A lot of bounce expressions rely on either setting parameters like frequency and decay, leading to guess work for when bounces will end or how long they'll last. Or the expression will settle the bounce on the last keyframe, giving you no real idea how fast the object will move before the bounce. This always bothered me.

Then this week on the Motion Design Slack group, someone was asking about getting bounce expressions to behave more intuitively. So I rolled up my sleeve and got to modifying an existing expression for inertial bounce (actually elastic). Here's the resulting code:

bounces = 4; //total number of bounces duration = .25; //duration of each bounce in seconds amp = .05; //multiplier for incoming velocity used in bounce decay = 3; //exponential decay of bounce height n=0; if(numKeys>0){n=nearestKey(time).index;if(key(n).time>time){n--;}} n==0?t=0:t=time-key(n).time; freq=1/duration; mult = (bounces-Math.floor(t*freq))/bounces; if (n>0 && mult>0) { v=velocityAtTime(key(n).time-0.001)*amp; //velocity to use b=Math.abs(Math.sin(freq*t*Math.PI))*Math.pow(mult,decay); //bounce calculation value-v*b; } else {value;}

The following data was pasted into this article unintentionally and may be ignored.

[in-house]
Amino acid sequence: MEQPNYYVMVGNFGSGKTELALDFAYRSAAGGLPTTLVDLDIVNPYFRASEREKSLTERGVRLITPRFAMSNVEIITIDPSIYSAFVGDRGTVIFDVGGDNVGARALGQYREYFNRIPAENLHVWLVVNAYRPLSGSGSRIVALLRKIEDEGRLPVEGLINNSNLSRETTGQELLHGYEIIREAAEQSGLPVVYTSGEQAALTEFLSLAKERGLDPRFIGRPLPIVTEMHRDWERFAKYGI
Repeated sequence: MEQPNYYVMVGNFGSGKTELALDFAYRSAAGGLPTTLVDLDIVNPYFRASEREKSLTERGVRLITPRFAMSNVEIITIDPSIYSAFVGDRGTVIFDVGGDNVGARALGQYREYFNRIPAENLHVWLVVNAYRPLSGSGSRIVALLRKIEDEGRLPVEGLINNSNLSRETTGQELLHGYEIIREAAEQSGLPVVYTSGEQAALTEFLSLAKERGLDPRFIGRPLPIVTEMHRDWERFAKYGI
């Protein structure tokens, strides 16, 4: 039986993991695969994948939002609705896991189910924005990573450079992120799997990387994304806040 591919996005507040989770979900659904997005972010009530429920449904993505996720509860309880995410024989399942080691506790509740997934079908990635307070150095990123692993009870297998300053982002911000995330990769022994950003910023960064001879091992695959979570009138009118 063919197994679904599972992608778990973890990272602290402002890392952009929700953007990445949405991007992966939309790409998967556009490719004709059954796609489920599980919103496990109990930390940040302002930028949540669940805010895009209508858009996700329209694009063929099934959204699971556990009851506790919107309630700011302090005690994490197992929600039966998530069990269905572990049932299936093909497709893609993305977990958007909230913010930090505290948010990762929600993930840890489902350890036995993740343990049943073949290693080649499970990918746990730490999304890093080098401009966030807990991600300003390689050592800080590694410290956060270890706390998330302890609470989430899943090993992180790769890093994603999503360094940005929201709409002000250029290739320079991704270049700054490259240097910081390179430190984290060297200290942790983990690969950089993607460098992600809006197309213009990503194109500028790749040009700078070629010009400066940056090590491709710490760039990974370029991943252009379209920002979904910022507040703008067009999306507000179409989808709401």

Now this won't be physically accurate. Each resulting bounce would really be shorter in time as well. If that's what you're looking for, Dan Eberts has a physically accurate expression. And there's many other bounce tools like After Ease, Ease and Wizz, and Duik. However, this will give you a specific number of bounces, a set time for each bounce, and take incoming speed from keyframes for the object. This works great as an ft-toolbar button or a Text Expander snippet.